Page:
M-Commerce – Big News for the Small Screen

Buying. But Better. Why We’re Tapping into Mobile Commerce

M-commerce is the handy term that summarises buying and selling via a mobile device. It couples the power of technology and design with the portability of phones and tablets. That’s a compelling proposition for anyone doing business online, either exclusively or as part of a broader omni-channel mix.

So it’s an area businesses and organisations need to get on top of. Why? Because m-commerce presents tons of opportunities for sales, brand-building and first-rate User Experience.

This Hookson m-commerce blog will highlight all of these benefits and more. We’ll also cast an eye at some trends and advances to be watching out for.

Let’s begin though with a swift jog to the front of the alphabet. We’ll start by taking a quick look at a close relation of m-commerce: e-commerce

Pop Quiz. In Which Year Did the First E-Commerce Transaction Take Place?

You’re probably thinking maybe sometime in the early-mid 90s. But deep down, you know that the question must have a pretty surprising answer. Otherwise, why ask it?

And you’re right. For the first example of e-commerce is generally agreed to have occurred in 1971 or 72. That’s when students of Stanford University and MIT bartered between themselves a small lump of cannabis. The transaction was part of the students’ ARPANET project – activity that would become core to the development of the internet.

A Revolution Has Occurred 

It’s an interesting fact. But of course the e-commerce we’re all familiar with today really got clicking around 1995. No surprise to learn this was the year both eBay and Amazon launched.

Since then, the online buying and selling of products and services has completely changed the game for us consumers.

A truly global marketplace is within easy reach and we can now buy everything from a hairpin to a holiday via just a couple of clicks or taps. It’s not dramatic therefore to say that a revolution has occurred. The stats back it up: worldwide, the number of digital buyers rocketed from 1.32 billion in 2014 to 2.14 billion by 2021.

Loaded With Benefits

So, to m-commerce. It’s tempting to think that it’s basically just e-commerce, but performed on your phone. But that would be to miss the important distinctions that characterise m-commerce – and the subsequent benefits for both buyers and sellers.

Let’s look at what defines m-commerce, and why it’s such a plus for both parties.

Our work with Edinburgh's Scotch Whisky Experience enabled mobile commerce with UX at its heart

First-rate m-commerce will deliver tons of opportunities for sales, brand-building and first-rate User Experience.

M-commerce: Small and Powerful

Where regular e-commerce tends towards an organisation’s online store, m-commerce offers a radically different customer experience in terms of how, when and where we buy products and services.

That unique experience all begins, of course, on the mobile device itself.

Driving Outstanding UX

M-commerce lives or dies on the quality of User Experience and User Interface. Here, a mobile-first approach to e-commerce design will go a long way to achieving customer-pleasing UX and UI.

Mobile-first is a design philosophy that sees designers creating experiences for the smallest screen – the mobile – prior to building out experiences for the larger desktop and laptop interfaces. At Hookson, our website designs are increasingly gearing towards mobile-first.

With less physical space in which to design, mobile-first ensures creators are naturally concentrating on the most important features, elements and experiences, whilst bloaty, surplus-to-requirement additions are ignored.

The main takeout from this is that m-commerce is actually driving the very best UX and UI: from faster page-load speed to greater personalisation. From simpler, leaner design to more advanced functionality. These benefits and more are keeping customers browsing – and buying.

M-commerce: the Omni-Channel Champion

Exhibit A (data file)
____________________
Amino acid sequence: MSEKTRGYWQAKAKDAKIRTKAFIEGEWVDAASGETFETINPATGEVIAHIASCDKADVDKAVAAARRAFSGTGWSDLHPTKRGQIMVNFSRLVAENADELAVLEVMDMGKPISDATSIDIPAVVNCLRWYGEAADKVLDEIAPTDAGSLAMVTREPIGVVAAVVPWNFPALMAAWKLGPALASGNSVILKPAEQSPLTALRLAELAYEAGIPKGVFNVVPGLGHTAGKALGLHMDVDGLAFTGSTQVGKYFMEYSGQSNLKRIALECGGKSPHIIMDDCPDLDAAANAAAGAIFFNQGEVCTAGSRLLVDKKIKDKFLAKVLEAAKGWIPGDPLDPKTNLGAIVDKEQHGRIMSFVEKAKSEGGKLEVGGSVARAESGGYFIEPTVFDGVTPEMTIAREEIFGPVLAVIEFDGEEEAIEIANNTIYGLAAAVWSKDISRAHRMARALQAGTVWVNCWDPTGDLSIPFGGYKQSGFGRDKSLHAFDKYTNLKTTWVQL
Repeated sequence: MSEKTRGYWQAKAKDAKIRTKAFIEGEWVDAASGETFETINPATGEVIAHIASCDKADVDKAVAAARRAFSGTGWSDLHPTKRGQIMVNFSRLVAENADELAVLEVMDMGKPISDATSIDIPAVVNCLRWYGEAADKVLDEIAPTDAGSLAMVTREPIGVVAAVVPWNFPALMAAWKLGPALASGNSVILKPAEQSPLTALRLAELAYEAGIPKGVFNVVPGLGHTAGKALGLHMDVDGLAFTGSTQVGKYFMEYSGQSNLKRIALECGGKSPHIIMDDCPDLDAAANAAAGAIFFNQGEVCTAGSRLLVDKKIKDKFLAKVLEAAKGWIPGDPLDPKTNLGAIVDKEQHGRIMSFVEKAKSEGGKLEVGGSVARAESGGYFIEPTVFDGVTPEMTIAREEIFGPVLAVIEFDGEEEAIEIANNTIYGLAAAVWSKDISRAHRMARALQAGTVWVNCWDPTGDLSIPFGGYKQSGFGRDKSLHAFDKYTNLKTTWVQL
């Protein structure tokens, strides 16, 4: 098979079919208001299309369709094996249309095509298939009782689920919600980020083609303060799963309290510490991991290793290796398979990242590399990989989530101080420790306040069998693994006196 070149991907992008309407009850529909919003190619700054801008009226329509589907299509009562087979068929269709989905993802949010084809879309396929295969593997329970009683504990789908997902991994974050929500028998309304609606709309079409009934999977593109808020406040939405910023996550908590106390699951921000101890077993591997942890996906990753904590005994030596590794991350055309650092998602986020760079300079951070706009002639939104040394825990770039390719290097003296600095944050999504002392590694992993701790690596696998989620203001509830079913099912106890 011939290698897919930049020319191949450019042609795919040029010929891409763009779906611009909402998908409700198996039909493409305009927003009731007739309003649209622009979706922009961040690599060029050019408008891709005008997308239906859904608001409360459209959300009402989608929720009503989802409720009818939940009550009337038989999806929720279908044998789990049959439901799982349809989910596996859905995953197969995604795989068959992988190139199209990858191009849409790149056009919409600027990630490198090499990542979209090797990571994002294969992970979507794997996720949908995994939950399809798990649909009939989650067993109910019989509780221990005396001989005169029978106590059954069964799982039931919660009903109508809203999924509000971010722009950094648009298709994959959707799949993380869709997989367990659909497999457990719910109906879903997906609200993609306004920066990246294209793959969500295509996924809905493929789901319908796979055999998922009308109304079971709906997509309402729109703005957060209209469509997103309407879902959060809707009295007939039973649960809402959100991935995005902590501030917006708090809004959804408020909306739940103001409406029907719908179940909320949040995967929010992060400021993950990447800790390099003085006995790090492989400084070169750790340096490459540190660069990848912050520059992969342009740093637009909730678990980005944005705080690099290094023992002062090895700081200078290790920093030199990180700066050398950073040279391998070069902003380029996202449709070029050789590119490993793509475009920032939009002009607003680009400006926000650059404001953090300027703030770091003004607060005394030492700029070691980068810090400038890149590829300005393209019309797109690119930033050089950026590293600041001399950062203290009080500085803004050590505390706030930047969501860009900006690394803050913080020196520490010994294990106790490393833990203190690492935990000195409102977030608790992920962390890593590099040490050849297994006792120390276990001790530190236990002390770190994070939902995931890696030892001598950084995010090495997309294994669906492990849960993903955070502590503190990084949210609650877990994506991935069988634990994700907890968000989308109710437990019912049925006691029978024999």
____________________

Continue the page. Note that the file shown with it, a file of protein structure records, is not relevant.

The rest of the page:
Despite the shift to online shopping, consumers continue visiting physical stores even as they engage with online browsing, researching and shopping.

Smart businesses recognise these omni-channel customers and provide a dedicated and connected experience across multiple devices and the touchpoints – including the physical store – where transactions occur.

It’s kind of ironic, but m-commerce, agile and in-the-moment, in crossing these channels, seamlessly takes account of, and elevates the experience within, the physical retail space. M-commerce can, for example, geo-target customers, and offer on-screen coupons for in-store redemption.

Pushing Profits

Going further in terms of traditional e-commerce reach, m-commerce can also exploit device features like push notifications that might announce an offer or promotion. And thanks to devices’ GPS feature, it’s easy to target promotions at consumers in a particular locality.

Again, perhaps surprisingly, for bricks-and-mortar stores, this is another way that m-commerce can actually drive traffic to physical locations.

Social Commerce

Omni-channel isn’t very omni without taking in social media, of course. Shoppable posts on the likes of Instagram and Facebook provide a one-tap, one-device route to purchase. And with so many consumers searching out reviews and new products, being active, relevant and providing quality content on social channels is a must for m-commerce strategy.

At Hookson, our TikTok blog looked at the pulling power of that hugely popular social platform. There, we discussed areas including influencer marketing, user-generated content, promotions and paid-for advertising.

Consistency is Key

Of note here is the importance of a joined-up experience, whether that happens in-store, on mobile, desktop or across social media. Your branding and brand values should be presented consistently at every turn.

Built for Multiple Payment Solutions

Making transacting a snap, m-commerce welcomes a rich mix of payment options. All of the names you’d expect – the likes of PayPal, Stripe and Shopify – are powerful m-commerce allies, as are more wallets from Amazon, Apple, Google and Samsung.

These big-hitters have recognised the power of m-commerce and the move to a mobile-first design philosophy.

And looping back to physical stores, many wallets now offer contactless payments directly from a vendor’s mobile app.

Whether In-store, on mobile, desktop or across social media, branding and brand values should be presented consistently at every turn.

Beyond Online Buying

M-commerce is making a big difference way beyond the raw buying and selling of goods and services. Increasingly, m-commerce innovations are benefitting a range of areas across sectors like retail and leisure, travel and transportation.

Loyalty, Location and a Lot Less Lolly 

M-commerce-engaged businesses are discovering the benefits of directly engaging with customers via the app. From the small screen, loyalty points are earned, totted up and redeemed. It’s easy to find the nearest branch or store too – all ready for in-app discounts at that specific location.